Smile, Villain, for the Wolf is American: On Charles Willeford’s High Priest of California


The High Priest of California–a “smiling villain:” treacherous, lecherous–a beast (a wolf in a suit). It’s good fun. And, in this way, Willeford’s classic pulp tale of a used car salesman’s exploits, the portrait is painted of a man (Mr. Russell Haxby) in love with the world, a monster of life obsessed by women, by the pursuit of women, well, one particular woman–a tragic woman. Simply stated, this book is the tale of a man bent on destruction for gratification. Haxby wants what he wants and will get what he wants whatever the consequences. No–this is a book about consequences, about how to dodge consequences at all costs in order to preserve one’s solitude. This is not your typical noir, crime, pulp novel–it’s the study of a character and immersion into the mind of a sociopath. Enter the muck.


Willeford’s poem “Sportsman” reads, “I dipped my finger in love/And found pain./I dipped my Finger in hate/And found pain.” It ends with the lines: “But there was nothing in/Between:/Tonight I’ll go bowling.” This shift from the metaphoric, the power of what is behind (underneath, projected onto, created) to the mundane–the distraction–is how Willeford’s High Priest of California makes sense of things. It reads as something so quick that one must pause to breathe in the layers. In some ways, it is the story of the pursuit of the ideal, the journey toward the end and the disgust that occurs upon reaching the destination. Or, it could be a spin-off on that classic line, “Be careful what you wish for…” But, Haxby is too careful, too conniving. He knows better than to be a victim.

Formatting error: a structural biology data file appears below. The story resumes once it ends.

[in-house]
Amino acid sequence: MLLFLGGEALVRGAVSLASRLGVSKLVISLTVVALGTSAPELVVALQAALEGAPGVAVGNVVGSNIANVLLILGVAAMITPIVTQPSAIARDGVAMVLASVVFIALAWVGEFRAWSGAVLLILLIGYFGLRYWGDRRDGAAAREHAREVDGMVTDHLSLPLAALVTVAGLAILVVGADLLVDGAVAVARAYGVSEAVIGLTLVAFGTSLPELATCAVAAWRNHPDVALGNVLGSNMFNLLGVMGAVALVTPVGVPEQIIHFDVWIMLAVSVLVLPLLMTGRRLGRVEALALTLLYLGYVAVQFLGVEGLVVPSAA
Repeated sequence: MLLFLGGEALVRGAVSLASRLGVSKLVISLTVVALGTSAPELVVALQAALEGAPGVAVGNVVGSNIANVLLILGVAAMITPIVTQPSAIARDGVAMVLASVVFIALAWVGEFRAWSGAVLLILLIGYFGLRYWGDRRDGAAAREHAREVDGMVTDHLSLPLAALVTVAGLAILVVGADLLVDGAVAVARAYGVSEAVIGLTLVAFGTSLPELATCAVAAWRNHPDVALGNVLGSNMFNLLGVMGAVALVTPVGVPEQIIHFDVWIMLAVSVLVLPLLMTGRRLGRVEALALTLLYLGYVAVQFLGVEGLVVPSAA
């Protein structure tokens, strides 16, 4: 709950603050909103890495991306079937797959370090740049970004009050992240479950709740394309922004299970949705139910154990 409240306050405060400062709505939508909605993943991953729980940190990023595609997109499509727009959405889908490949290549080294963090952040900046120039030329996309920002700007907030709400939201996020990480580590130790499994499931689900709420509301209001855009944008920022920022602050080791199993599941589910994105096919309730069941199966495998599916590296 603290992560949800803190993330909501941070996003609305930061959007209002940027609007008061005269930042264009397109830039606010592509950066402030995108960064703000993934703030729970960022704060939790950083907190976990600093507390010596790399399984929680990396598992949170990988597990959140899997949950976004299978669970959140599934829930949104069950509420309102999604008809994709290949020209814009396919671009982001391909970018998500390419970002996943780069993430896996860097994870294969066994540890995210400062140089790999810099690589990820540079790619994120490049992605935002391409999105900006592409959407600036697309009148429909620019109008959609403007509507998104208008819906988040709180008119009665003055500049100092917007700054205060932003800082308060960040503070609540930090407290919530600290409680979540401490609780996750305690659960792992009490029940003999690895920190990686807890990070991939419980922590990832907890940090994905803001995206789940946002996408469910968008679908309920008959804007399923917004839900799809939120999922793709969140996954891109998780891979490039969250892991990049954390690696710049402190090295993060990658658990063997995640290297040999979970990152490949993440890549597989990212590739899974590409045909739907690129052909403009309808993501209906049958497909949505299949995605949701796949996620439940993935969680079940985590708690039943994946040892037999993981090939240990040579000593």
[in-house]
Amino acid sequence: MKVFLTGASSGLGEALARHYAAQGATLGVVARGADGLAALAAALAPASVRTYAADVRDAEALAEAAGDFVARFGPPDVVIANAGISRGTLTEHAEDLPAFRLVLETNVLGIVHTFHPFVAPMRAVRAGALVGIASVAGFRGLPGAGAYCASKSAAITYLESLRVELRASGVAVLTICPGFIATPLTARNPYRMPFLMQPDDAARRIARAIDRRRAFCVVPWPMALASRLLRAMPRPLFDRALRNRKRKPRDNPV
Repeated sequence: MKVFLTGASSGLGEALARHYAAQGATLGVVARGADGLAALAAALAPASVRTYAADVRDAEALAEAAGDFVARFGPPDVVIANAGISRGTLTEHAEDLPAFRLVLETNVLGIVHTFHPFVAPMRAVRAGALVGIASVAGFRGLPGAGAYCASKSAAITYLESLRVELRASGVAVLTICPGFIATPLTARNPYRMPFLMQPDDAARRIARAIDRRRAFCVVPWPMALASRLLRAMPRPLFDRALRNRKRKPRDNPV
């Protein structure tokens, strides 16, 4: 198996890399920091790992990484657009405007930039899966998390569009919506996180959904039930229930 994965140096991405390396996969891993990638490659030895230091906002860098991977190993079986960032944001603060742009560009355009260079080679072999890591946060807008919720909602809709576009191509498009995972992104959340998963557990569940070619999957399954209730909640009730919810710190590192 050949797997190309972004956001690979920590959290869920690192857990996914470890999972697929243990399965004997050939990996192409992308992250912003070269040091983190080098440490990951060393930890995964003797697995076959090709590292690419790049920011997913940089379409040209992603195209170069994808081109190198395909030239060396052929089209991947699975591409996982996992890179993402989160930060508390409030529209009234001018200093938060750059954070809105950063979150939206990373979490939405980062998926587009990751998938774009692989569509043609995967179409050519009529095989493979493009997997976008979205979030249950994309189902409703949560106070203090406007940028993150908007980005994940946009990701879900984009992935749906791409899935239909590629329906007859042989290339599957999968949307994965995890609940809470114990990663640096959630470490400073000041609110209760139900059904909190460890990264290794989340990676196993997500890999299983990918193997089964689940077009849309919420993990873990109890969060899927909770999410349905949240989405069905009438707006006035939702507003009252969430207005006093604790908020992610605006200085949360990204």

E.M. Cioran often discusses “lucidity” as that moment when meaning is stripped from things and one perceives things in a way that transforms that thing from what it means to a sense of what it is (or is not–the thing shattered). An example would be perceiving the corpse inherent in a living person, the corpse that one will eventually become. Another example would be to conjure a goal and imagine it through to the end and, in doing so, choose not to act in any way (to resign oneself to the bed, to the horizontal). Cioran’s “lucidity” or “dose of lucidity” is apt when we look at High Priest of California. Haxby, like Cioran, suffers from this dose–comes to perceive things in a way that alters his entire malicious plan in a new direction. He maunders onward.


“Tonight I’ll go bowling.” Yes, there is the spirit of America in this book, a gritty, yet Technicolor America of the 1950s (or thereabouts)–the American man at his lowest. It is sharp suits, hats, hearty breakfasts, American cars, Italian food, dancing, smoking cigarettes, slugging gin, or a hot towel on the face to sink into the abyss. It is a nice entrance into the world of Charles Willeford, novelist supreme, a nice entrance into a spiral of madness.

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